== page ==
Ken’s Take on the World

Tomahawks and Trump

A few days ago, President Trump ordered the launch of 59 Tomahawk missiles to strike an air base in Syria.  Ostensibly, this was a response to the use of chemical weapons against the civilian populace.  Responses from critics and supporters have been mostly predictable.  Unfortunately, these responses miss crucial points.


The Constitutional conundrum:  Critics of the President’s actions point out that he lacks the Constitutional authority to initiate military actions without Congressional approval.  Article I, Section 8 clearly defines the role of Congress in declaring war.  Article II, Section 2, however, vests the authority of Commander-in-Chief of the Armed Forces with the President.  Congress passed the War Powers Act (WPA) to permit a President to initiate military action to immediately protect “vital national interests.”  Since its inception, every President has used this as a justification for carrying out military actions.  President Trump is no different than Presidents Carter, Reagan, H.W. Bush, Clinton, W. Bush, or Obama in claiming their actions are covered under this provision.  While it may be worthwhile to debate the legal merits of Trump’s justification, it is unlikely (particularly with a Republican Congress) that anything significant will come of this in the form of restricting legislation on a President’s authority under the WPA.  It is inconceivable the President acted against an imminent threat to crucial national interests that prevented him from seeking approval from Congress, as his predecessor did in 2013.  While Republicans in Congress rebuffed President Obama’s request for authorization of military force when President Assad used chemical weapons against his own citizens then, it is not clear how Congress would respond to a similar request made by the current President.


Moral maladaption:  Republican talking heads claim the President, even if lacking legal justification for launching an attack on Syrian territory, had a moral imperative to take action against the use of chemical weapons.  The President, himself, states that he was moved by the images of small children killed by the heinous use of such banned weapons.  I do not doubt that he, like the rest of us, was indeed moved by the horrific imagery of babies, children, women, and men suffering the effects of what appears to be the nerve agent, Sarin.  To suggest President Trump was not touched by these images is unfair to him.  We actually expect our President to act as a moral leader, promoting our values as a civilized nation.  A moral leader, however, would likely have sought the support of our allies in formulating a strong and clear message of condemnation on the use of chemical weapons rather than appearing to act impulsively, and alone, in carrying out an act of war that violates international norms.  There is an argument to be made that it is actually immoral for the President to order the launch of military actions that could lead to civilian casualties.  There is plenty of history of the United States, accidentally, or intentionally, launching military strikes that led to the deaths of many more women, babies, and children than the recent chemical attacks have caused.  A stronger counterargument to his supporters suggesting that Trump had a moral obligation to act would be to note that President Trump has repeatedly attempted to block all refugees from Syria entering the United States.  Perhaps, his rationale for striking the air base in Syria would ring less hollow had his ongoing efforts pertaining to the Syrian people not been construed as hostile to them and ambivalent toward the Syrian dictator.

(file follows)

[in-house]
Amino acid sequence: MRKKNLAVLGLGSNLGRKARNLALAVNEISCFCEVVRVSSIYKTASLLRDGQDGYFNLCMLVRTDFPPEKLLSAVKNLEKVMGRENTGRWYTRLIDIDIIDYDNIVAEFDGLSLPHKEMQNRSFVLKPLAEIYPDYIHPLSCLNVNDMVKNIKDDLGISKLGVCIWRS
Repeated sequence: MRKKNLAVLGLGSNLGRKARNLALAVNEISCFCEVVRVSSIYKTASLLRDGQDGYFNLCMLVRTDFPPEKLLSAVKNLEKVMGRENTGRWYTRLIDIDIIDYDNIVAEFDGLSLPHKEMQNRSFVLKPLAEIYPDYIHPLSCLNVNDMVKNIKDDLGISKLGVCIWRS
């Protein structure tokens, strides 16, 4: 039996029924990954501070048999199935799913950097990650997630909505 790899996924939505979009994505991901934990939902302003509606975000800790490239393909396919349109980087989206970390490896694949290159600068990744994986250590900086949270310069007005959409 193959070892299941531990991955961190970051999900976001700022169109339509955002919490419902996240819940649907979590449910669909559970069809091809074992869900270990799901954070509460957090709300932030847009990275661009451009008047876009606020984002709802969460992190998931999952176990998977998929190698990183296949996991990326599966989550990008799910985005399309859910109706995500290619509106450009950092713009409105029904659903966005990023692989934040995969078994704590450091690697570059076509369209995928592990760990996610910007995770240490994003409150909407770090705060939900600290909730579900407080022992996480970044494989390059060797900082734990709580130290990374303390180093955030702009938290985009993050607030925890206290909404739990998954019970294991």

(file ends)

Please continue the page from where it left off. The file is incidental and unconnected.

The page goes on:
Pocketbook penumbra:  To those who have suggested the President authorized use of Tomahawk missiles because he owns stock in Raytheon, the manufacturer, just stop!!  Of all the reasons one might consider for why the President selected this option, this is not going to be one of them.  While I have stated on multiple occasions that Donald Trump acts only in the interest of Donald Trump, even this claim is ridiculous to me.  Now, I will state that I am disappointed, make that disgusted, that with nearly $90 million in military weaponry launched into Syria the other day we did not even negatively impact the capabilities of the Syrian government to continue its air campaign against rebels for even a single day.  It is unclear whether we even sent an effective message deterring the regime from future use of chemical weapons in these strikes.